By Jenn Vanriper, The Leader-PostOctober 27, 2010
Barb Butler said it’s important to raise awareness about brain injuries because most people have misconceptions about the term.
“They think a knock on the head, you recover from that like you recover from a broken bone. But a brain injury is forever,” explained the vice-president and newsletter editor of the Brain Injury Association of Canada (BIAC).
“When people hear brain injury, I think in their heads they hear brain damage. The term brain damage is much more severe,” said Butler.
Butler is a survivor of a brain injury she got from a car accident in 1993, a year after moving to Saskatchewan, and then joined a support group in Regina. Butler later joined the Saskatchewan Brain Injury Association board and then BIAC.
This year, Butler won the volunteer of the year award at BIAC’s national conference in Regina — the first time the conference was held outside of Montreal.
“To win the award in my home province, in front of basically a hometown crowd, just made it so much more exciting,” said Butler, who previously won the award in 2008.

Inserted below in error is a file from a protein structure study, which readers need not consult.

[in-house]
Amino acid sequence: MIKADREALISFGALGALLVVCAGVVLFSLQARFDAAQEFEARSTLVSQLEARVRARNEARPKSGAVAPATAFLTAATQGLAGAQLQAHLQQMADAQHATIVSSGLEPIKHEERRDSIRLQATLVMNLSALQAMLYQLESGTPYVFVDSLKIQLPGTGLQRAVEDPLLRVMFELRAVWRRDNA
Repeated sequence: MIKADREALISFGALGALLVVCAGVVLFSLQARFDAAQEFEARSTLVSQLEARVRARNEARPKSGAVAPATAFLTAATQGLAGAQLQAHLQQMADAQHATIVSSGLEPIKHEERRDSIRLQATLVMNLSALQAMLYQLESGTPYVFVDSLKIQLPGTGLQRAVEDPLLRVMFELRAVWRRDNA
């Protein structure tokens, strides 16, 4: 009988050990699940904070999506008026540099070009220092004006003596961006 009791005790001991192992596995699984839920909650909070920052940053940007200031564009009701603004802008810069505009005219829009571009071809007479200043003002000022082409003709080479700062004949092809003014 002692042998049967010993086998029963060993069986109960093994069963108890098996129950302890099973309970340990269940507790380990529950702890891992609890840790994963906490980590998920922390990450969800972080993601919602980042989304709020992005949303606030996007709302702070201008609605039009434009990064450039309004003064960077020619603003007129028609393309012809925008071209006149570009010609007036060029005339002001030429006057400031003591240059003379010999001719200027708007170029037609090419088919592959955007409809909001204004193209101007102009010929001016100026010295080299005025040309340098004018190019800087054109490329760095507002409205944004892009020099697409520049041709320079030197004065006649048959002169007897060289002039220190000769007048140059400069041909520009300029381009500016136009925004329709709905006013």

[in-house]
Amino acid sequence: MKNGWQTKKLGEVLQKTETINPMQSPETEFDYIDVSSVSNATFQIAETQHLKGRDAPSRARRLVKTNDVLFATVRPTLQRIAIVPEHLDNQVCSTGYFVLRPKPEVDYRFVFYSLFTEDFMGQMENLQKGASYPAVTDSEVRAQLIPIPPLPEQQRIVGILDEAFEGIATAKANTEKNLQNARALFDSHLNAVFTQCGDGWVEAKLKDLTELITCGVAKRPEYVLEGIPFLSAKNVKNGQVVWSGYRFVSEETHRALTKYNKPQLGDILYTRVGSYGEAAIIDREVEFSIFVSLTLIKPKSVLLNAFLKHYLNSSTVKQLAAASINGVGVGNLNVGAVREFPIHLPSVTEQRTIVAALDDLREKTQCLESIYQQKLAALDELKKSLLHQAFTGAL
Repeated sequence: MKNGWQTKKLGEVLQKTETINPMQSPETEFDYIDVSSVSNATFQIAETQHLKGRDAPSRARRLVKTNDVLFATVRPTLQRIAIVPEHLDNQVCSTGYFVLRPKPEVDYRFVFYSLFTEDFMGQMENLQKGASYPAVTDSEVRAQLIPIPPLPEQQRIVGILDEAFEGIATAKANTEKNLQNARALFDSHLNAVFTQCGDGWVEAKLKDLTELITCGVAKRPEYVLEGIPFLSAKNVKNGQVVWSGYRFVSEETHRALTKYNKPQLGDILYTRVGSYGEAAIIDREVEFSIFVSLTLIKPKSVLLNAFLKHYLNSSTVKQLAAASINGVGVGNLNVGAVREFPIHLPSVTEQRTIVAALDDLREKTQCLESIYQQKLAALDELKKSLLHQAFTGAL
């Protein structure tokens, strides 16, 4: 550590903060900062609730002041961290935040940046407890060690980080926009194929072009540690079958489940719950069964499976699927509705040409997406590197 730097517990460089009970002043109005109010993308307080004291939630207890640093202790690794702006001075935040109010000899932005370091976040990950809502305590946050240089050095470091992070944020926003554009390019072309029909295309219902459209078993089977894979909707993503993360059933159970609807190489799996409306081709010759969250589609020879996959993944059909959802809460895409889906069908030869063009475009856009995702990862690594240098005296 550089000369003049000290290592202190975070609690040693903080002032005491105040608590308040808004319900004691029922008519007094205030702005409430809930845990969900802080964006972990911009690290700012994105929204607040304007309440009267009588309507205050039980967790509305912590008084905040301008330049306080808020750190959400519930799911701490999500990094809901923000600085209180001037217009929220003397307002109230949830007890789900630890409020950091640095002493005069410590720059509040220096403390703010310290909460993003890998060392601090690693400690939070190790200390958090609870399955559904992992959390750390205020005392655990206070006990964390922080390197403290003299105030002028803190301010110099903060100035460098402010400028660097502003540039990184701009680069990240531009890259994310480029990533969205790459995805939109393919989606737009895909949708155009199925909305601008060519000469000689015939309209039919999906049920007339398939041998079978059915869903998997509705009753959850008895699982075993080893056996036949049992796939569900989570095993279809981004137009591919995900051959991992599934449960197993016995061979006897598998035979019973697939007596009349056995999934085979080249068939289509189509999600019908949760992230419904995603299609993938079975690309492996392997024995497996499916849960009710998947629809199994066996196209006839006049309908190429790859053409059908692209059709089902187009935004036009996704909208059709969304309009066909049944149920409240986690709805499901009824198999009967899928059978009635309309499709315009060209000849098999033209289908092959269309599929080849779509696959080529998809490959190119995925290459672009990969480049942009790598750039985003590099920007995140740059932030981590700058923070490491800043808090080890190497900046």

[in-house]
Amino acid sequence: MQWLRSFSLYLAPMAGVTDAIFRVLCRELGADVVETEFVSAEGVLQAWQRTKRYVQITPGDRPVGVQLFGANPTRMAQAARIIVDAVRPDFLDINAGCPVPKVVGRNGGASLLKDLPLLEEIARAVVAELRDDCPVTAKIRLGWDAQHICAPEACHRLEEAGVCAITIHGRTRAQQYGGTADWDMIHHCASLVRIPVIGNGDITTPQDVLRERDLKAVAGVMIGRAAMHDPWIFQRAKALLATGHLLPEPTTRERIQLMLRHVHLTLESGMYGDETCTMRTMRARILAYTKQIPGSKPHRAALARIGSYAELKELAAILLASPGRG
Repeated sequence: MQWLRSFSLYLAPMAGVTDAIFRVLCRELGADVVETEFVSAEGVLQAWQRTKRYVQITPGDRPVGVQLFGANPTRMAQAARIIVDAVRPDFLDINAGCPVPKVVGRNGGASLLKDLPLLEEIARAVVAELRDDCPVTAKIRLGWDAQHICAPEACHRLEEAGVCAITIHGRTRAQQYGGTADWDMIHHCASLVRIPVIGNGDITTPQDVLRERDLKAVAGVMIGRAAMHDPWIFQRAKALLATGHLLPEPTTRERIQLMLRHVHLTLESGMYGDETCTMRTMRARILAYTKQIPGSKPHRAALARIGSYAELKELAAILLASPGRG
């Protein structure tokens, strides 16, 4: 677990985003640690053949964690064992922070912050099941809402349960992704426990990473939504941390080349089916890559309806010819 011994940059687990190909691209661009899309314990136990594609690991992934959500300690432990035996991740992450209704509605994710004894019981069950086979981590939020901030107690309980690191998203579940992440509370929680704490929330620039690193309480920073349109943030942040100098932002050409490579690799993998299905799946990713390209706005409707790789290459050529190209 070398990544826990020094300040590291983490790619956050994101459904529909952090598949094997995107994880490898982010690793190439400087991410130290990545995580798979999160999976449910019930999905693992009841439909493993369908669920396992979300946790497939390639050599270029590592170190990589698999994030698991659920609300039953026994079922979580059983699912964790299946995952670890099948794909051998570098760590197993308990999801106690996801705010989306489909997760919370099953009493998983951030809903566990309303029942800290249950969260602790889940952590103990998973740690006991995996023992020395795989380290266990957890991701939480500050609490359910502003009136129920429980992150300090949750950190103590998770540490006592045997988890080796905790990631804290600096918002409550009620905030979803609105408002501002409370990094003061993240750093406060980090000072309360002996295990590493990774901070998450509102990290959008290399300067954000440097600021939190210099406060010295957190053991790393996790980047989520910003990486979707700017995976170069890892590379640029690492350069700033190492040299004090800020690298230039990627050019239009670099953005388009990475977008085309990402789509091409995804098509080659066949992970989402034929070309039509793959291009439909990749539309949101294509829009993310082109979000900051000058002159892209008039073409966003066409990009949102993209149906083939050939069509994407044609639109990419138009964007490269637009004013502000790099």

Harry Zarins, executive director of BIAC, said Butler was a major part of the success of the Regina conference.
“She almost works every day, eight hours a day, on supporting her community and making sure that people are aware of the things that are happening,” said Zarins.
The national organization gets together at the annual conference. BIAC supports the provincial organization and focuses on spreading awareness across Canada.
The provincial organization runs support groups, a weekend camp for families and weekend conferences for survivors.
Butler was a teacher before the car accident, but the effects of her injury changed that.
“My memory skills are almost non-existent. I function by use of a day planner to remind myself of where I have to be, what I have to do.
“(My) energy levels are not what they used to be — I could not teach in a classroom full days,” Butler said.
“Your whole thought process gets scrambled. Before you could go from point A to point B. Now you may have to go from A to C to B to D,” explained Butler.
“You usually end up getting the job done, but the thought process isn’t the same.”
Butler said her accident was a result of the other driver’s inattentiveness, something that couldn’t be prevented, but she said most brain injuries can be prevented by taking precautions, such as wearing a helmet.
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